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Elevator Chat: Cassie Meador, artistic director, Dance Exchange

Elevator Chat: Cassie Meador, artistic director, Dance Exchange

February 05, 2015Arts Across Maryland

Cassie Meador is Dance Exchange’s artistic director in Takoma Park. Her dance training began at an arts magnet school in Augusta, GA. She obtained a BFA in dance at The Ohio State University and discovered Dance Exchange at Bates Dance Festival. She feels fortunate to have found a home at Dance Exchange, where they create dances about real-world topics and use art as a vehicle for community building.

Talk about Dance Exchange’s history...

Cassie Meador: Liz Lerman founded Dance Exchange in 1976 and this is our 39th year of gathering, moving, and making. We’re an intergenerational company, with dancers from their early 20s to mid-80s performing on stage, in studios, outdoors, and in community settings—from hospitals to farms to schoolyards.

Dance Exchange is known for engaging a wide range of communities locally, nationally, and internationally. How are your current programs and projects doing this?

CM: This year’s programming exemplifies our reach: we’re giving artists and healthcare provider’s dance-making tools to assist patients and caregivers at a medical center in Canada; we’re working in Dallas to co-create a performance to move racial equity forward through the arts; we’re leading Moving Field Guides – outdoor interactive educational experiences that I developed with the US Forest Service—in Maryland, North Carolina, Georgia and Maine. Our project New Hampshire Avenue: This Is a Place To... is building relationships here in Takoma Park. Everything we do is brought back to our community through our HOME series, an inside-look at our creative practices.

What's your background? What brought you to Dance Exchange?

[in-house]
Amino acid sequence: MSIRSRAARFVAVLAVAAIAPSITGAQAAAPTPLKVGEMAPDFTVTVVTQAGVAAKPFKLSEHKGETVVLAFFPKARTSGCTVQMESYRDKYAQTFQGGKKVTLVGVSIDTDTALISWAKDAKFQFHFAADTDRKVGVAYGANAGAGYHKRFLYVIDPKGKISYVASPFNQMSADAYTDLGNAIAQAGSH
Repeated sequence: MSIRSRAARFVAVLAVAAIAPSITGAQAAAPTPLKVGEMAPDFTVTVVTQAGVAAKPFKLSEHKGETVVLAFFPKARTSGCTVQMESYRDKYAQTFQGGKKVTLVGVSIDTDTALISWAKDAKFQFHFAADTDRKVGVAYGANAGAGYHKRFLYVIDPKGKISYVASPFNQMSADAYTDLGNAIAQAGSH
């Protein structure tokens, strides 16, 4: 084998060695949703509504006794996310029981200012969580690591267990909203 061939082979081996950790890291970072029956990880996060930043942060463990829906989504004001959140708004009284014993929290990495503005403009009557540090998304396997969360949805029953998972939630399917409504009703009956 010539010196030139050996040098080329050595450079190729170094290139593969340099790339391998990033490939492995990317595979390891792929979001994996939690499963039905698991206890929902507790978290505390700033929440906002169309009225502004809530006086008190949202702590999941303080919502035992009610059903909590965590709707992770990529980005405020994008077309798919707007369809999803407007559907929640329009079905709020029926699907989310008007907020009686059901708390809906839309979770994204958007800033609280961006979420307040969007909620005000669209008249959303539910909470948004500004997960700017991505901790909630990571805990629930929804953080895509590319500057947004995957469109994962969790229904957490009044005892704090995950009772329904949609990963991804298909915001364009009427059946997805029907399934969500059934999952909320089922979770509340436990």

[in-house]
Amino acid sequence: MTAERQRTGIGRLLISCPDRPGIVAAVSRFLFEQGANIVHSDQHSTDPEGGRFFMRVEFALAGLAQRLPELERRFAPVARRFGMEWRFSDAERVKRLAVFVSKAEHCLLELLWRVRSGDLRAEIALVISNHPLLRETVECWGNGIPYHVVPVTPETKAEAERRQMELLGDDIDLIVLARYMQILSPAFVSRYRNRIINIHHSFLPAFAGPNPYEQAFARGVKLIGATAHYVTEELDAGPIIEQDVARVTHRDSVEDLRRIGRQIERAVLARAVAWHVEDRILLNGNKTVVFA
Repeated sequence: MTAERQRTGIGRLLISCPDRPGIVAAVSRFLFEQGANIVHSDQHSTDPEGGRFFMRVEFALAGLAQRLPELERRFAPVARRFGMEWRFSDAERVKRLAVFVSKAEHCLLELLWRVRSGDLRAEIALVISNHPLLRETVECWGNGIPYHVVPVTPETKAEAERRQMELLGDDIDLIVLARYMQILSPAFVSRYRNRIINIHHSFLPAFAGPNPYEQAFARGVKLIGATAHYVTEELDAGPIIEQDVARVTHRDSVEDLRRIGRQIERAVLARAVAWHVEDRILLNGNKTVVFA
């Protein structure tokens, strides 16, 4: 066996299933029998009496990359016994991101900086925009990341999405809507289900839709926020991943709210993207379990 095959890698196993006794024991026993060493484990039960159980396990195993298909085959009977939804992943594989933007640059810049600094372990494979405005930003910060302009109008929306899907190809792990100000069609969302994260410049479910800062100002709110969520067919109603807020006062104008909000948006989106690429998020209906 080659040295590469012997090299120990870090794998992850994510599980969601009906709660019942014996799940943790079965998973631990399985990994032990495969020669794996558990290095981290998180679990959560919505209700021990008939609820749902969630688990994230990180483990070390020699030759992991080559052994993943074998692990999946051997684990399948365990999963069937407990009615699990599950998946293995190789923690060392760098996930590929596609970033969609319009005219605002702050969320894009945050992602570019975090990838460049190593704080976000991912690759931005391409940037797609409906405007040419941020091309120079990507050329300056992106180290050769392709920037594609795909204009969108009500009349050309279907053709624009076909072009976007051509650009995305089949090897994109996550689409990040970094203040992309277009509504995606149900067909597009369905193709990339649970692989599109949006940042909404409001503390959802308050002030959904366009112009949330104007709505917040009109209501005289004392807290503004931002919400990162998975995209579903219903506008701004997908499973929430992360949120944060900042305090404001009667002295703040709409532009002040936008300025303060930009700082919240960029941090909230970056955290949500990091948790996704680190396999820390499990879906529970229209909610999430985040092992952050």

CM: Dancing has always been a way to understand the world around me. As a child, I was constantly moving and asking questions, either begging to be in dance class or out exploring in the woods.

When I joined DX in 2002, I was on the road constantly. Touring gave me little sense of connection to places I visited or to changes in the environment around me. Dance Exchange encouraged me to turn discomfort into inquiry by asking how I could inspire new relationships between individuals, local communities, and the environment.

I’ve collaborated with climate scientists in South America, where the rain forest became our laboratory and rehearsal studio. I’ve learned from farmers, river keepers, and foresters. I’ve made dances for the United Nations Climate Conference in South Africa, and along a 500-mile walk which traced the source of the electricity powering my home to a mountaintop removal site in West Virginia.

How do you see your role as Artistic Director after the departure of founder Liz Lerman?

CM: In 2011, Liz passed on the leadership to the next generation of artists at Dance Exchange. I’m honored to lead (and be one of) one of many artists making dances that grow from and contribute to this legacy.

Dance Exchange represents a unique body of practice rooted in dance and at the same time extending beyond the conventional field. It includes ways of building community, facilitating group learning using dance and reflection, and, through our Institutes, developing the capacity of artists to become practitioners. I see my role as a steward of this body of practice. I’m excited for the current projects that have us translating our practice into new collaborations with city planners, scientists, and foresters around the country. 

Tell us about the Dance Exchange Institutes. What's the next institute on the horizon?

CM: Our Institutes gather a thinking and working community. We focus on important issues and sharing tools for researching and generating dances and action. Our recent Winter Institute focused on the role of artists in building community. Our Teen Leadership Institute will explore the intersection of art making and leadership (June 22-27). Our Summer Institute July 10-19 is part of New Hampshire Ave.: This Is a Place To... and will culminate in a community festival and a fresh take on Liz Leman’s, Still Crossing and